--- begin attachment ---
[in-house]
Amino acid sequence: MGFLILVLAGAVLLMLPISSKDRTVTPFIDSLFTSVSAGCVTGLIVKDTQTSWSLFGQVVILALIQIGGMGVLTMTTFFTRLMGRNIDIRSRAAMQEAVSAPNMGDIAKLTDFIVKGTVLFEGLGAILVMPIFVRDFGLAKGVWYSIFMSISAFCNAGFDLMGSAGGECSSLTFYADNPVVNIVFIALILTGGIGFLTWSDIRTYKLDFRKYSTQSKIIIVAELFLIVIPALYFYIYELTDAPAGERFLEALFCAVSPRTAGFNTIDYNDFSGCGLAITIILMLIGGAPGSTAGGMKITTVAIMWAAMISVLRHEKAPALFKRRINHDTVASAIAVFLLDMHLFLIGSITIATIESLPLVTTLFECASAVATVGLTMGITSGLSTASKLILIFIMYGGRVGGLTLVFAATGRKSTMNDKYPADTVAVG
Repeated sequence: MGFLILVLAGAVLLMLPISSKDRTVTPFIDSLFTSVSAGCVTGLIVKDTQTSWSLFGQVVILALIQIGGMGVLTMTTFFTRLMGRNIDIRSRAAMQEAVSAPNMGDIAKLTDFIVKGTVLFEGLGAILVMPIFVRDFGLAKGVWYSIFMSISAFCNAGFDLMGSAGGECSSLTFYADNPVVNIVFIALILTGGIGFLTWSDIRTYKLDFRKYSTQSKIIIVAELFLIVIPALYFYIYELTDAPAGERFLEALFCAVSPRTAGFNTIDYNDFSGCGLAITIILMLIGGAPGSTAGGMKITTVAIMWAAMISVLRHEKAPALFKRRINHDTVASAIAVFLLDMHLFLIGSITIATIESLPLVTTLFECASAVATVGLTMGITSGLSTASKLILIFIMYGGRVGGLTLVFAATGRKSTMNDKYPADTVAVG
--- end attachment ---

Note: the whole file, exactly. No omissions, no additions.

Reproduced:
[in-house]
Amino acid sequence: MGFLILVLAGAVLLMLPISSKDRTVTPFIDSLFTSVSAGCVTGLIVKDTQTSWSLFGQVVILALIQIGGMGVLTMTTFFTRLMGRNIDIRSRAAMQEAVSAPNMGDIAKLTDFIVKGTVLFEGLGAILVMPIFVRDFGLAKGVWYSIFMSISAFCNAGFDLMGSAGGECSSLTFYADNPVVNIVFIALILTGGIGFLTWSDIRTYKLDFRKYSTQSKIIIVAELFLIVIPALYFYIYELTDAPAGERFLEALFCAVSPRTAGFNTIDYNDFSGCGLAITIILMLIGGAPGSTAGGMKITTVAIMWAAMISVLRHEKAPALFKRRINHDTVASAIAVFLLDMHLFLIGSITIATIESLPLVTTLFECASAVATVGLTMGITSGLSTASKLILIFIMYGGRVGGLTLVFAATGRKSTMNDKYPADTVAVG
Repeated sequence: MGFLILVLAGAVLLMLPISSKDRTVTPFIDSLFTSVSAGCVTGLIVKDTQTSWSLFGQVVILALIQIGGMGVLTMTTFFTRLMGRNIDIRSRAAMQEAVSAPNMGDIAKLTDFIVKGTVLFEGLGAILVMPIFVRDFGLAKGVWYSIFMSISAFCNAGFDLMGSAGGECSSLTFYADNPVVNIVFIALILTGGIGFLTWSDIRTYKLDFRKYSTQSKIIIVAELFLIVIPALYFYIYELTDAPAGERFLEALFCAVSPRTAGFNTIDYNDFSGCGLAITIILMLIGGAPGSTAGGMKITTVAIMWAAMISVLRHEKAPALFKRRINHDTVASAIAVFLLDMHLFLIGSITIATIESLPLVTTLFECASAVATVGLTMGITSGLSTASKLILIFIMYGGRVGGLTLVFAATGRKSTMNDKYPADTVAVG